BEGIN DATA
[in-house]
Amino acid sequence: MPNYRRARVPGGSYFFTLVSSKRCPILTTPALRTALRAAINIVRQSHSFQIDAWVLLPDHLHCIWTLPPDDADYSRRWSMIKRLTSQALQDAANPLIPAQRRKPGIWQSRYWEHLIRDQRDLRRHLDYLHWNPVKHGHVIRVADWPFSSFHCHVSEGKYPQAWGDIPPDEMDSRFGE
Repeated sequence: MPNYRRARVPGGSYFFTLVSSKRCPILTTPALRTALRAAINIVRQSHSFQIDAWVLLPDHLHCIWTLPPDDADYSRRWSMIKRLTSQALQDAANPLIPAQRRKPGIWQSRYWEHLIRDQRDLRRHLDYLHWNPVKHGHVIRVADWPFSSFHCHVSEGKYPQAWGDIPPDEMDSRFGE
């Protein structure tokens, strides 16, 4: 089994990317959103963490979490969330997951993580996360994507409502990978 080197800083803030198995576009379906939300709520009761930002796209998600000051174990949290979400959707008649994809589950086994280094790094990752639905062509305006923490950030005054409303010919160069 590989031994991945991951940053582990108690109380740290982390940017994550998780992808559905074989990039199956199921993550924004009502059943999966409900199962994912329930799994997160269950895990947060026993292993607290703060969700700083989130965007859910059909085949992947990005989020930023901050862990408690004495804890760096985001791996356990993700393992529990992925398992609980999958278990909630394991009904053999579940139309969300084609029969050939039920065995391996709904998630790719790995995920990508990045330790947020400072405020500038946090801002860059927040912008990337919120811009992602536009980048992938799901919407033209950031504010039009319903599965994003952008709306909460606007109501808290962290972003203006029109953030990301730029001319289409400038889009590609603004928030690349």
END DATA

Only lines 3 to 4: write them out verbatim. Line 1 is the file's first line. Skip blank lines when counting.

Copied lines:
Repeated sequence: MPNYRRARVPGGSYFFTLVSSKRCPILTTPALRTALRAAINIVRQSHSFQIDAWVLLPDHLHCIWTLPPDDADYSRRWSMIKRLTSQALQDAANPLIPAQRRKPGIWQSRYWEHLIRDQRDLRRHLDYLHWNPVKHGHVIRVADWPFSSFHCHVSEGKYPQAWGDIPPDEMDSRFGE
């Protein structure tokens, strides 16, 4: 089994990317959103963490979490969330997951993580996360994507409502990978 080197800083803030198995576009379906939300709520009761930002796209998600000051174990949290979400959707008649994809589950086994280094790094990752639905062509305006923490950030005054409303010919160069 590989031994991945991951940053582990108690109380740290982390940017994550998780992808559905074989990039199956199921993550924004009502059943999966409900199962994912329930799994997160269950895990947060026993292993607290703060969700700083989130965007859910059909085949992947990005989020930023901050862990408690004495804890760096985001791996356990993700393992529990992925398992609980999958278990909630394991009904053999579940139309969300084609029969050939039920065995391996709904998630790719790995995920990508990045330790947020400072405020500038946090801002860059927040912008990337919120811009992602536009980048992938799901919407033209950031504010039009319903599965994003952008709306909460606007109501808290962290972003203006029109953030990301730029001319289409400038889009590609603004928030690349």